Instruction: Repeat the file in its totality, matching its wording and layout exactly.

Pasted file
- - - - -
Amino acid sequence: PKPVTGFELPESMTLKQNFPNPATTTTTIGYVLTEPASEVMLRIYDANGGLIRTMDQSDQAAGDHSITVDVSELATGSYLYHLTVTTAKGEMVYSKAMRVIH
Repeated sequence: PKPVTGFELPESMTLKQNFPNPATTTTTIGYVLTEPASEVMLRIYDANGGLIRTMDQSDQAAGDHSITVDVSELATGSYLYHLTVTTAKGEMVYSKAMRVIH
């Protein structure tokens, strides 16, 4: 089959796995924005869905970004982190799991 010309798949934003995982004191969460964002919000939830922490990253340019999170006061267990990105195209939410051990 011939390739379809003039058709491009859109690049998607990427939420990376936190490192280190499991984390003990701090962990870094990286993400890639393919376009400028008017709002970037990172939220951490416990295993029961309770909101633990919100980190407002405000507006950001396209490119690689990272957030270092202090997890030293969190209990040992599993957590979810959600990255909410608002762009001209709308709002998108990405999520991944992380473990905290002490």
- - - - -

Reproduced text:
Amino acid sequence: PKPVTGFELPESMTLKQNFPNPATTTTTIGYVLTEPASEVMLRIYDANGGLIRTMDQSDQAAGDHSITVDVSELATGSYLYHLTVTTAKGEMVYSKAMRVIH
Repeated sequence: PKPVTGFELPESMTLKQNFPNPATTTTTIGYVLTEPASEVMLRIYDANGGLIRTMDQSDQAAGDHSITVDVSELATGSYLYHLTVTTAKGEMVYSKAMRVIH
């Protein structure tokens, strides 16, 4: 089959796995924005869905970004982190799991 010309798949934003995982004191969460964002919000939830922490990253340019999170006061267990990105195209939410051990 011939390739379809003039058709491009859109690049998607990427939420990376936190490192280190499991984390003990701090962990870094990286993400890639393919376009400028008017709002970037990172939220951490416990295993029961309770909101633990919100980190407002405000507006950001396209490119690689990272957030270092202090997890030293969190209990040992599993957590979810959600990255909410608002762009001209709308709002998108990405999520991944992380473990905290002490």